Ceftaroline: An Alternative Broad Spectrum Antibiotic for Pediatric Infections

Marcia L. Buck, PharmD, FCCP, FPPAG, BCPPS


Pediatr Pharm. 2017;23(6) 

In This Article

Adverse Effects

The safety profile of ceftaroline in children was evaluated in three clinical trials. These trials, one in ABSSSI and two CABP infections, enrolled a total of 257 children from 2 months to 18 years of age in the ceftaroline group and 102 children in the comparator groups. Significant drug-related adverse effects were documented in 10 patients (4%) receiving ceftaroline and 3 (3%) in the comparator groups. Discontinuation of therapy occurred in 3.9% and 2% of patients in the two groups, respectively. The most commonly reported adverse effects with ceftaroline in this pooled analysis were diarrhea (in 8% of patients), rash (7%), vomiting (5%), nausea (3%), and fever (3%). The most common reason for discontinuation in patients given ceftaroline was rash.[3]

While not a common adverse effect, beta-lactam antibiotics can produce myelosuppression. Clinicians should be aware of the risk for leukopenia and agranulocytosis with ceftaroline.[10,11] Several cases have been reported in the literature since the drug's approval. In 2015, Varada and colleagues published a retrospective medication safety review of ceftaroline in two hospitals.[10] A total of 29 patients from the Washington site and 587 patients at the San Diego site were treated during the evaluation period. At the Washington site, five patients developed a rash and two patients developed agranulocytosis. At the San Diego site, most patients received ceftaroline for less than 48 hours before being transitioned to more narrow-spectrum antibiotics. Of the 37 patients who were given a full treatment course, two developed agranulocytosis. All four patients with agranulocytosis, defined as an absolute neutrophil count (ANC) of zero, responded to discontinuation of the drug and treatment with granulocyte colony-stimulating factor (G-CSF). Treatment with G-CSF ranged from 2 to 8 days, with resolution in all cases. The authors proposed that the risk of ceftaroline-induced agranulocytosis was greater in patients receiving every 8 hour dosing rather than every 12 hours, and in those treated for more than 14 days.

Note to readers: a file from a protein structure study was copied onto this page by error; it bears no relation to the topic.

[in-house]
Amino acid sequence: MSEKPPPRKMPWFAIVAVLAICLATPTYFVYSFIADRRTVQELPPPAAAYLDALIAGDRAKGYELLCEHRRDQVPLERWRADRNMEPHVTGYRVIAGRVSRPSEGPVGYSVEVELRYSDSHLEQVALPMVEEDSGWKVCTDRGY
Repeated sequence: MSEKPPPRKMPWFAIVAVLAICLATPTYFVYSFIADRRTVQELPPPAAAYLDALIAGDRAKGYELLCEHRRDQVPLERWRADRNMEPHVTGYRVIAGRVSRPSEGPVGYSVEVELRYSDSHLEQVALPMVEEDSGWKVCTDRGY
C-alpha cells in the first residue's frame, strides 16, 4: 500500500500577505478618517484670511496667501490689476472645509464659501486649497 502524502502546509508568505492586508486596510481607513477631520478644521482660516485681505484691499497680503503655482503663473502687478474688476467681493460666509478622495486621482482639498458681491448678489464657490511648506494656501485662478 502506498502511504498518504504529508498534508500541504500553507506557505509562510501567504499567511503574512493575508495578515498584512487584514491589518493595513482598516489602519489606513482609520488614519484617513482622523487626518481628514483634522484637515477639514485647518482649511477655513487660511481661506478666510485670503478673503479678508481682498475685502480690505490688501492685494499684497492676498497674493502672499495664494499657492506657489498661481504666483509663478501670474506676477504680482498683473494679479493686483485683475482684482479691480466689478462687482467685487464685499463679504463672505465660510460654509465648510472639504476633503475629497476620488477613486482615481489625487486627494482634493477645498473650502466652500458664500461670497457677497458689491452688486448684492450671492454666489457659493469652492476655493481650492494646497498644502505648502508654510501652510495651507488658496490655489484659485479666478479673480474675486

A case of ceftaroline-induced agranulocytosis in a 14-year-old was recently reported by Shirley and Froh at the University of Virginia.[11] The patient presented with a decline in lung function associated with a cystic fibrosis-related pulmonary exacerbation. Her sputum culture grew methicillin-resistant Staph. aureus and Stenotrophomonas maltophilia. After failing to respond clinically to high-dose trimethoprim-sulfamethoxazole and minocycline, treatment was changed to ceftaroline 400 mg (8.5 mg/kg) every 8 hours. White blood cell count and ANC were normal at that time. On the 8th day of treatment, she developed a transient rash and fever. Ceftaroline was discontinued on day 10 when her ANC had declined from 4,350 cell/μL to 990 cell/μL. By day 12, her ANC was zero. After two days of G-CSF, her ANC rapidly returned to normal and she defervesced. Based on their experience, the authors recommend regular monitoring of cell counts and differentials in all pediatric patients receiving ceftaroline until more is known about this adverse effect.